What is unique about the U.S. Constitution? How does the U.S. Constitution “”map”” the unique structure of the Federal government?
What do we mean when we refer to the “”Division of Powers”” or the “”Separation of Powers””?
The U.S. Constitution both defines and “”maps”” the structure, function and powers granted and reserved by the Federal government.
The U.S. Constitution is supreme over all laws and federal law takes precedence over a conflicting state or local law.
The separate branches of government [executive, legislative and judicial] are separate and co-equal.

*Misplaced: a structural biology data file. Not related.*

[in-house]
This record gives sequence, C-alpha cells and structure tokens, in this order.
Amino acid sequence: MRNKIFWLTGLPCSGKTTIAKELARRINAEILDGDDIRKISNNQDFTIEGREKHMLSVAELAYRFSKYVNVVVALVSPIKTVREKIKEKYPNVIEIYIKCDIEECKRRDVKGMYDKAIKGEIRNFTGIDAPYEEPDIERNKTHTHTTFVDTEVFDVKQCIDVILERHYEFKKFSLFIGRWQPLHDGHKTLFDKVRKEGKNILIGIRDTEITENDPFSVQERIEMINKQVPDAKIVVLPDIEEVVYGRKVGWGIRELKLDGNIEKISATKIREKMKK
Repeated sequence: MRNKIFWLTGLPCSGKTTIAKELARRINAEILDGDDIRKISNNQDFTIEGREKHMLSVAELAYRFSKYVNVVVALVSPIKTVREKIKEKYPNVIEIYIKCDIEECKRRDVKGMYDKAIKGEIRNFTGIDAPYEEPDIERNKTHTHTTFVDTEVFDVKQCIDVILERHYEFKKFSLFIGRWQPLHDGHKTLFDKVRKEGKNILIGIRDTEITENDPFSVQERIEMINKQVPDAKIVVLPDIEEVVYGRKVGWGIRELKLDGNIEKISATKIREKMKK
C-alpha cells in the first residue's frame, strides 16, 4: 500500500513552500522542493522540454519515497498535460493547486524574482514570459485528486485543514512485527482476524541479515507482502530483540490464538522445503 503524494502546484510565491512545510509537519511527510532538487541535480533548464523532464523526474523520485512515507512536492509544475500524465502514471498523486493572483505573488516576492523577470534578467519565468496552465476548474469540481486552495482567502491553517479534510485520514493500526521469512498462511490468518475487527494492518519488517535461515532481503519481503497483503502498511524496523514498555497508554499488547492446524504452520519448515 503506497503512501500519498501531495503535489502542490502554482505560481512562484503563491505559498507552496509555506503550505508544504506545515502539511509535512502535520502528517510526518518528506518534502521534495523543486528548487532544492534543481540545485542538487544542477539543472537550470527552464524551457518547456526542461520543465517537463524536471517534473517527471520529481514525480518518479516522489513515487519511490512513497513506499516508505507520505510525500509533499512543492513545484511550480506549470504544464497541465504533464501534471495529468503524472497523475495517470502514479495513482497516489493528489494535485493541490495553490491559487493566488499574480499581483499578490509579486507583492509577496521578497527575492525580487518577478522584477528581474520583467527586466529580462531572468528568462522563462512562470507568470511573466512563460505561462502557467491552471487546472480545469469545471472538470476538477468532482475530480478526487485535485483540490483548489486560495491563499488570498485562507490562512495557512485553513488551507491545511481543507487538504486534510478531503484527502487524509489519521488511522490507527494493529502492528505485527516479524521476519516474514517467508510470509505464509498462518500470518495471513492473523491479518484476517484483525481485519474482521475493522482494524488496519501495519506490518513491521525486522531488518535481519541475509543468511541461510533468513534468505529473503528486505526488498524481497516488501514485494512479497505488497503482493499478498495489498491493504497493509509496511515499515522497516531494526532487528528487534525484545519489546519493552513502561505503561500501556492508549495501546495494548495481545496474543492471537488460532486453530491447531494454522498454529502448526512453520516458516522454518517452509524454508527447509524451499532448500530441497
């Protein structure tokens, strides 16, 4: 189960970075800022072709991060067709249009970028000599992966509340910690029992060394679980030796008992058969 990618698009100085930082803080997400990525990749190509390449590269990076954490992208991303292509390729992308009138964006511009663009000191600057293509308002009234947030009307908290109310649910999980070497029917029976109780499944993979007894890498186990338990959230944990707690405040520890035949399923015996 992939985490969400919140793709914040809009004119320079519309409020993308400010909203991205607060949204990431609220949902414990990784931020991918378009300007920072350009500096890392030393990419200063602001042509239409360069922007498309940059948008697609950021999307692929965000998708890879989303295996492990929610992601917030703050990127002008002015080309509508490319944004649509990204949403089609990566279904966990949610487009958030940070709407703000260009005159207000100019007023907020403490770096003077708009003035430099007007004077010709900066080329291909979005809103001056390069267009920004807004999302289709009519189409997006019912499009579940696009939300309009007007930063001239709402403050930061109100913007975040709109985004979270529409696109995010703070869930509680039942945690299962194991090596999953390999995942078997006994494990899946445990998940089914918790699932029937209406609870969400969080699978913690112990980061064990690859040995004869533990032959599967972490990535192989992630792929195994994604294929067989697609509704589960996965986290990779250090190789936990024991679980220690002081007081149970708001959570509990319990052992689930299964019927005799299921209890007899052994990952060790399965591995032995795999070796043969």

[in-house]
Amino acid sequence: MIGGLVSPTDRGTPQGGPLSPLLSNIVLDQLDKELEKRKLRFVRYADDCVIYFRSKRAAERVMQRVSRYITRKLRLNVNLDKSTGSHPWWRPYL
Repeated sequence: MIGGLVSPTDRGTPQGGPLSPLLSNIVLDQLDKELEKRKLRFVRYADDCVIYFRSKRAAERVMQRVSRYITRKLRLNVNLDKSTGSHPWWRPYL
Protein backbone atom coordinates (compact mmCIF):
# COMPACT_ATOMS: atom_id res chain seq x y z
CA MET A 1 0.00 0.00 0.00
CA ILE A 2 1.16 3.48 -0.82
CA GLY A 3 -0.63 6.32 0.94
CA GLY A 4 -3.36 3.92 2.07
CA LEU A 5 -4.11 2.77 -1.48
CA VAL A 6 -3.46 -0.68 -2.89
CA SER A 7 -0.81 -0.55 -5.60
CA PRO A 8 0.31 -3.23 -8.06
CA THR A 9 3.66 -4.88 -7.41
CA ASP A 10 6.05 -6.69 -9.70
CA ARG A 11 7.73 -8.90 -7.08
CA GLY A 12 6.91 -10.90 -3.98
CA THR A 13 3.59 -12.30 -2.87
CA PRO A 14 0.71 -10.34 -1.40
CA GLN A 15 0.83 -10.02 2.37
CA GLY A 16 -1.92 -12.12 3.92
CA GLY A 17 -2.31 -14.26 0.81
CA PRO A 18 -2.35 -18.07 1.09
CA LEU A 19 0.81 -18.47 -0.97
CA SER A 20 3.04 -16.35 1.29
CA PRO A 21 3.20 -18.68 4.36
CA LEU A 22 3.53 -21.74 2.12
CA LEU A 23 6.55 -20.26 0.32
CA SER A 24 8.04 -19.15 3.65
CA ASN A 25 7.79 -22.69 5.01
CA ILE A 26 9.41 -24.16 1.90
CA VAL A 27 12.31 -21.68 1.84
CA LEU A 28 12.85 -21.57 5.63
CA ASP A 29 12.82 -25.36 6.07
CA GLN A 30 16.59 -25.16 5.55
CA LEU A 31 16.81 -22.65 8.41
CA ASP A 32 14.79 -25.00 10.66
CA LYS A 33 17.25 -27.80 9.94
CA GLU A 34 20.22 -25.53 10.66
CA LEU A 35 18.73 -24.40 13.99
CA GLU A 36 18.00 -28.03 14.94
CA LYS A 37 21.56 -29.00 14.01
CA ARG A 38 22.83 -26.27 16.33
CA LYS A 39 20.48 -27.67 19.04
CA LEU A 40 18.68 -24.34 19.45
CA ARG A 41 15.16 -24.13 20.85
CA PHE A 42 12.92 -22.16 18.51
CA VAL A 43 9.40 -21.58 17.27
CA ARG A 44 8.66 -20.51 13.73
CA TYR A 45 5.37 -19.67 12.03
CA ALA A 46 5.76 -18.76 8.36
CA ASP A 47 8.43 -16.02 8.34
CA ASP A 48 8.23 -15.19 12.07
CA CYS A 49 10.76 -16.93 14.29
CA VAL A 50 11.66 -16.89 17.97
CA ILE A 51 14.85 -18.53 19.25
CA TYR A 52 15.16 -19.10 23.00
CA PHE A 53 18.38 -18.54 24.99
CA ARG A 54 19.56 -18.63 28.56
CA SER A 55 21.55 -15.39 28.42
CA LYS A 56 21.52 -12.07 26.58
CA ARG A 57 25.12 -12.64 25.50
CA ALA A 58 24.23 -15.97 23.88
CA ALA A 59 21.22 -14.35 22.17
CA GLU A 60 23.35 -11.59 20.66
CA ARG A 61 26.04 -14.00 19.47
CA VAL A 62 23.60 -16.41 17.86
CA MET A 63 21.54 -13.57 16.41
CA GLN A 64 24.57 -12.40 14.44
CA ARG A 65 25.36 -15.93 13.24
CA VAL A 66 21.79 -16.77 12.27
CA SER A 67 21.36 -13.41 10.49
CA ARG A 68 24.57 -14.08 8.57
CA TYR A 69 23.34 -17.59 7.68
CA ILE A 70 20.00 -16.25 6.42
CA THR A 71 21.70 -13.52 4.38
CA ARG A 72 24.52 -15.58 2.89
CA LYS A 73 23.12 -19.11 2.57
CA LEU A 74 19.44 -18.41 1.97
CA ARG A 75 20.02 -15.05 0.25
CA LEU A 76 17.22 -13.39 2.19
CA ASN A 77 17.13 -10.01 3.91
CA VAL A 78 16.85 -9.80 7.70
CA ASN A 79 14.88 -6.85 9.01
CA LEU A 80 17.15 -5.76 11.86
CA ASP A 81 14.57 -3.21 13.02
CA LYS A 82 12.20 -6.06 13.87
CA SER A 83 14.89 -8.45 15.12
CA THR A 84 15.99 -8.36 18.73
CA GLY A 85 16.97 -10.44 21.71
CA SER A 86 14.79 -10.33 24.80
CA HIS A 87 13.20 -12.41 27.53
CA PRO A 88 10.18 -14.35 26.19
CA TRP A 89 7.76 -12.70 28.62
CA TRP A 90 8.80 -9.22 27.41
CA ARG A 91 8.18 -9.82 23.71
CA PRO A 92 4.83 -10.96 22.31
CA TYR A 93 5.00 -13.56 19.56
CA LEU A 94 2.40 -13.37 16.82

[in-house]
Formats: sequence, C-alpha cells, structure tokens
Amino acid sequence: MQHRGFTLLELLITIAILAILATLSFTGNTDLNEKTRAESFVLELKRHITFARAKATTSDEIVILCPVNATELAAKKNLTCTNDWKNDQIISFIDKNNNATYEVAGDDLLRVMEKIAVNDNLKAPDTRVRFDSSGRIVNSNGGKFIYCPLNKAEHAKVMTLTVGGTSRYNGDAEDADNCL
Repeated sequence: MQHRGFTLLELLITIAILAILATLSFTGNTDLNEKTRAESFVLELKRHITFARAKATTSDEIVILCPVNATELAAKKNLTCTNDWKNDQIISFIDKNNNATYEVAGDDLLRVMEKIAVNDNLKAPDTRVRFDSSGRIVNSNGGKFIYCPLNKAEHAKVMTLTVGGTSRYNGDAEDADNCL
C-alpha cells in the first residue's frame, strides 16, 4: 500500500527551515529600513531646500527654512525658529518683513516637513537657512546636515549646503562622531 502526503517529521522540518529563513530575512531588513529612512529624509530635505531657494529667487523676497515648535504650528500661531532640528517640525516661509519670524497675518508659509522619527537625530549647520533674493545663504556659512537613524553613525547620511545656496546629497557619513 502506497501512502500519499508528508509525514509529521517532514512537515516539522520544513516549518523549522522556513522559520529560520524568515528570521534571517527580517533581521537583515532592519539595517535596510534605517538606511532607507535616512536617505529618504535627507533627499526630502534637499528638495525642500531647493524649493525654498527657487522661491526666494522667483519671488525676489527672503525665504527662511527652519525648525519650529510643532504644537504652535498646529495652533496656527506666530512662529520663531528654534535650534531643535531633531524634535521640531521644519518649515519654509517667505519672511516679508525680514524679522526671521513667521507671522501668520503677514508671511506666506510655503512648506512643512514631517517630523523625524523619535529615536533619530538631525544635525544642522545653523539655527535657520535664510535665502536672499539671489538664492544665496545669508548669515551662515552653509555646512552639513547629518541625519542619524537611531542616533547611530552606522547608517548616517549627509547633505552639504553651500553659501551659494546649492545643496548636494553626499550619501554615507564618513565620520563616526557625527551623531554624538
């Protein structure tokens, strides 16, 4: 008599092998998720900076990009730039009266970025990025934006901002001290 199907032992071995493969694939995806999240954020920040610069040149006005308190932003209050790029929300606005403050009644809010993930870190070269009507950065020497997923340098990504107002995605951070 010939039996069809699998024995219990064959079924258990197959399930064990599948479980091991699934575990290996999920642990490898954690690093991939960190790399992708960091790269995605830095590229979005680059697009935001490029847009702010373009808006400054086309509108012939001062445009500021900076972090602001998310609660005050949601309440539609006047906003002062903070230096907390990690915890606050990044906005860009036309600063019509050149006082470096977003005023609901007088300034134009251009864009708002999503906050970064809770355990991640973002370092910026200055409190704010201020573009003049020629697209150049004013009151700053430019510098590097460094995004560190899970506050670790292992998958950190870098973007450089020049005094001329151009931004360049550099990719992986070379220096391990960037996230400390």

The Federal government is granted the power to regulate foreign commerce and interstate commerce.
While the original seven constitutional articles define and describe the structure and powers of the U.S. government, the later amendments addressed concerns regarding the limits of those powers.
1st Amendment: religion and speech protections
2nd Amendment: the right to possess guns
4th Amendment: the right to freedom from unreasonable search and seizure
5th Amendment: takings and eminent domain, right against self incrimination
6th Amendment: the right to jury trial, counsel
13th Amendment: anti-slavery
14th Amendment: due process of law and equal protection